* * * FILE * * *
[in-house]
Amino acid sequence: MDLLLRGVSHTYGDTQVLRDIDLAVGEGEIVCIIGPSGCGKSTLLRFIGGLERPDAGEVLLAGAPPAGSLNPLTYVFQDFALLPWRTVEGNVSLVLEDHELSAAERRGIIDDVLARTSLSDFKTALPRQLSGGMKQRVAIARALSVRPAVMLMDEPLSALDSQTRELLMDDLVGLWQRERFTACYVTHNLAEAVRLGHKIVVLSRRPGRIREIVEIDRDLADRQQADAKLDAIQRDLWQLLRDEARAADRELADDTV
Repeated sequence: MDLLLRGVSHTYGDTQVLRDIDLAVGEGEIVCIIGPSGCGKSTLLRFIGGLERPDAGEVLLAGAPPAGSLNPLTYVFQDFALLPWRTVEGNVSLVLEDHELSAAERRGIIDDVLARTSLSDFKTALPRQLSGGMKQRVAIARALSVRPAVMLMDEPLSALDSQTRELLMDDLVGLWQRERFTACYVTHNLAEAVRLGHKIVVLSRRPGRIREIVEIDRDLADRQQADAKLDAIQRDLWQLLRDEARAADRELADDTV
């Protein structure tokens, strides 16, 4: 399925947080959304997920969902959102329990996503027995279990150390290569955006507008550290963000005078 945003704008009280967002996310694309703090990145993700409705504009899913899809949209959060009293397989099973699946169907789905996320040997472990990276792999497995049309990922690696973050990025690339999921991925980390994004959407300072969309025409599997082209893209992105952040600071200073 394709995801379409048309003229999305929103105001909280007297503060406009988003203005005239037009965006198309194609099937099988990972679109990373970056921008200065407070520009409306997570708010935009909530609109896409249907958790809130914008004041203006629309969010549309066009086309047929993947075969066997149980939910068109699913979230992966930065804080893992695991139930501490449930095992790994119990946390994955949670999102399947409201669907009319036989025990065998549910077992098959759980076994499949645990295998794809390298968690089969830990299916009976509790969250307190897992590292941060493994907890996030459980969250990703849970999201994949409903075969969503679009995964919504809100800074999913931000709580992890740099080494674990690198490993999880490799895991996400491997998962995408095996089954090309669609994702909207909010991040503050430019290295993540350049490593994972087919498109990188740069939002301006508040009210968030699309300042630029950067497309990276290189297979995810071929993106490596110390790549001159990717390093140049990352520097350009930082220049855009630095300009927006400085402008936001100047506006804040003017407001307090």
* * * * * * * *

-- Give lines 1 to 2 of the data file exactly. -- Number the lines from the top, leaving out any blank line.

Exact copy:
[in-house]
Amino acid sequence: MDLLLRGVSHTYGDTQVLRDIDLAVGEGEIVCIIGPSGCGKSTLLRFIGGLERPDAGEVLLAGAPPAGSLNPLTYVFQDFALLPWRTVEGNVSLVLEDHELSAAERRGIIDDVLARTSLSDFKTALPRQLSGGMKQRVAIARALSVRPAVMLMDEPLSALDSQTRELLMDDLVGLWQRERFTACYVTHNLAEAVRLGHKIVVLSRRPGRIREIVEIDRDLADRQQADAKLDAIQRDLWQLLRDEARAADRELADDTV